Newcastle University UCU branch threatens industrial action

Lucy Adams reports on the UCU branch's Extraordinary General Meeting

Lucy Adams
16th October 2020
Credit: UCU
The Newcastle University branch of the University and College Union (UCU) has declared a formal failure to agree with the University. The branch also passed a motion to potentially ballot for indefinite industrial action and indefinite action short of a strike.

The events took place at an Extraordinary General Metting (EGM) held on Wednesday, and were relayed via the UCU Twitter account. The meeting had the highest attendance of any Newcastle University UCU meeting so far, with almost 300 members present.

Both motions were passed with a high majority in favour.

The UCU branch said the formal failure to agree with the University came from Newcastle's “inadequate engagement with the union” over health and safety.

If a resolution is not reached by 5pm Monday members will ballot immediately and without delay

Consequently, the union set a deadline of 5pm on Monday 19 October for the University to address concerns. If the union do not receive a resolution on their health and safety concerns by 5pm, members will begin balloting for industrial action "immediately and without delay”.

To prevent potential industrial action, the union say the University must provide resolution over:

  • Failure to default to online for all learning - except where essential - for the remainder of the year or until the UCU’s five safety requirements are met
  • Failure to share data with the UCU relating to outbreaks and case numbers at the University in a timely manner
  • Failure to complete satisfactory risk assessments for all buildings where essential Present in Person (PiP) teaching will be carried out, and share it with UCU-appointed health and safety representatives
  • Failure to review the risk assessment for working at home
  • Failure to allow time off for UCU-nominated health and safety representatives to carry out health and safety duties

Newcastle UCU’s Vice Chair Matt Perry spoke to the Courier about unease amongst staff over returning to a PiP teaching model.

"Staff feel that they are being coerced onto campus"

Matt Perry, Vice Chair of the UCU

He explained that “[Members] are really genuinely frightened” and argued that this anxiety was reflected in the unprecedented number who attended the emergency meeting. He explained that many staff members are more vulnerable because of their age or concerned for vulnerable family members and yet “a number feel that they are being coerced onto campus.”

When the organisation requested risk assessments “lots of [them] arrived late” or arrived to staff within days of them being required to teach in the building.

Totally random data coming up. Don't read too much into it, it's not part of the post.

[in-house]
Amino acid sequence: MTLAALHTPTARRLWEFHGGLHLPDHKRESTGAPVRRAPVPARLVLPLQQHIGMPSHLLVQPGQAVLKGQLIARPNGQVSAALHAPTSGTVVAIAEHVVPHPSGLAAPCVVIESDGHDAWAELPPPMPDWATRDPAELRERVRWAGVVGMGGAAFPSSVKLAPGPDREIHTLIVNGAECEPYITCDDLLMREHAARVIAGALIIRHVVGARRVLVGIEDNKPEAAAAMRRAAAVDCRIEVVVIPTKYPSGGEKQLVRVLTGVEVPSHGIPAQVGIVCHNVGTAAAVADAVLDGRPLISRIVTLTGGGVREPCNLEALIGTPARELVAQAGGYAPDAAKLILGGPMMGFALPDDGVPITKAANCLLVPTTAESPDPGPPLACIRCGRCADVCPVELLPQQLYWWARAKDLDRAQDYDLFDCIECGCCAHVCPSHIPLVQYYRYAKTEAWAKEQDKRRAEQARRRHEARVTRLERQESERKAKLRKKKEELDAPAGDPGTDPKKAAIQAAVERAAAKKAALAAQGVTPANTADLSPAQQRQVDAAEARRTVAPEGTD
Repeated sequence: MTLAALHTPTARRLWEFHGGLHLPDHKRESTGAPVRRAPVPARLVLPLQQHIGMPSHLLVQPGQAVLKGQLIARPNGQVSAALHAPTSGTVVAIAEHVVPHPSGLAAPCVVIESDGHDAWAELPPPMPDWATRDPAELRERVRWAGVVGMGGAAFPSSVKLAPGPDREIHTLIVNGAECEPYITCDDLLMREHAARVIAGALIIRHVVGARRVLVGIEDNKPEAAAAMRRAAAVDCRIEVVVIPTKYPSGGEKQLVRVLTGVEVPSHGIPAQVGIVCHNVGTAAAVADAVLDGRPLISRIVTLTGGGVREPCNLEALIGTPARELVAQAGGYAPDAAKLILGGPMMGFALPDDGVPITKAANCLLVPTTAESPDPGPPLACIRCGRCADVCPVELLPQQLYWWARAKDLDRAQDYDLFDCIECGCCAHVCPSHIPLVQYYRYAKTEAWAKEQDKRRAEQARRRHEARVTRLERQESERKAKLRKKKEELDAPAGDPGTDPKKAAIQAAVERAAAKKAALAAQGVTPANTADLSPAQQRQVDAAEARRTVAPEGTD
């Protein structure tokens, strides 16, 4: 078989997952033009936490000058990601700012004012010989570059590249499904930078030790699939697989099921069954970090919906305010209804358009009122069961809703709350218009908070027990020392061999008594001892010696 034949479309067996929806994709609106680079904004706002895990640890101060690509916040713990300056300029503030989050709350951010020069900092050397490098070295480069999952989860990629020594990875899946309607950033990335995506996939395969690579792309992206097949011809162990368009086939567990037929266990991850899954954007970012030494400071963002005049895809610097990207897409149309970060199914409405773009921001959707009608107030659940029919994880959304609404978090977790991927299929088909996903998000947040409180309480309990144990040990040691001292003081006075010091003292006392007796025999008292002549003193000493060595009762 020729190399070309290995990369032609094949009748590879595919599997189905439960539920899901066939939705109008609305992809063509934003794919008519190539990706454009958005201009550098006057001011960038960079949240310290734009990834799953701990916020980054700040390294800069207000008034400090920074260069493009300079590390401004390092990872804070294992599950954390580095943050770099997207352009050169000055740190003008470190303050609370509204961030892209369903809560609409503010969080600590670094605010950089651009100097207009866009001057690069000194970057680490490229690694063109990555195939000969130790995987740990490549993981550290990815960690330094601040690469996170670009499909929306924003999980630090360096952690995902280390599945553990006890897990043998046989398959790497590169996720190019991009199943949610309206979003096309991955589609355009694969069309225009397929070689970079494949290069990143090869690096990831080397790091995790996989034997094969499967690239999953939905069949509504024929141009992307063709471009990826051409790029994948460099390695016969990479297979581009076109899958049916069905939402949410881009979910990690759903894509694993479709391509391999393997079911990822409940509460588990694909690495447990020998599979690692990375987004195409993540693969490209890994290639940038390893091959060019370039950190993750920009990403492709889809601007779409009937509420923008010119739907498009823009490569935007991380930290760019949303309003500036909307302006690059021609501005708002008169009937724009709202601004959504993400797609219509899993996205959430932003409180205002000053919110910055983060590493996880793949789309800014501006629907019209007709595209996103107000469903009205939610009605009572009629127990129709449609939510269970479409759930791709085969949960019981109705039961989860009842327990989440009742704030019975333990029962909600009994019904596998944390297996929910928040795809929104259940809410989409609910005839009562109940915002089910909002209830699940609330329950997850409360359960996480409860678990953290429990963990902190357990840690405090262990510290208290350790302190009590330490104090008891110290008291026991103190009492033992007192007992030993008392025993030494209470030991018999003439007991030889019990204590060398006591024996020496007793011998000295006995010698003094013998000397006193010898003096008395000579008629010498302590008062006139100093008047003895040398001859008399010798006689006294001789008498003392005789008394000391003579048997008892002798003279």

“When we’re asked by our members ‘Is the campus safe?’ We’re not even in a position to say."

"The University is being extremely evasive about the rights that trade union health and safety reps have.”

He said that 'COVID-safe' and 'COVID-secure', which are repeatedly used to refer to campus, are “complacent phrases... the virus doesn’t respect that.”

With teaching yet to begin and the campus desolate, Perry said it is far more difficult to gauge students’ views on the UCU stance than it was with previous strikes. 

“I’d like to see UCU and the Students' Union organise some joint events so that we can put our case and find areas of common agreement that we can campaign over.”

The Vice Chair was confident that an equally valuable learning experience can be delivered remotely. He criticised 'blended' learning that was achieved through reducing seminar capacity, saying “You double up the teaching you have to do and then you have to cater for the people who can’t make it into the room."

"I think about my own teaching practice and what I can do on Zoom is so much more effective than a 'masked ball'.”

He added that there is “absolutely no question about the quality of the online resources that I provide."

“I find it professionally insulting [that the University considers them inferior].”

When asked about the likelihood of indefinite industrial action, he replied: “No one’s striking yet!" 

“There’s a timeframe in which the differences could easily be resolved. With lots of ballots for industrial action, the dispute gets resolved before any action takes place.”

Featured Image: Simarchy on Flickr

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AUTHOR: Lucy Adams
Lucy is undertaking a placement year as an Interviews Producer at Sky News in London. She writes freelance for Sharmadean Reid's The Stack World and The Financial Times' Sifted - her favourite publication - and, during the move, managed to leave her entire heart on Longsands beach.

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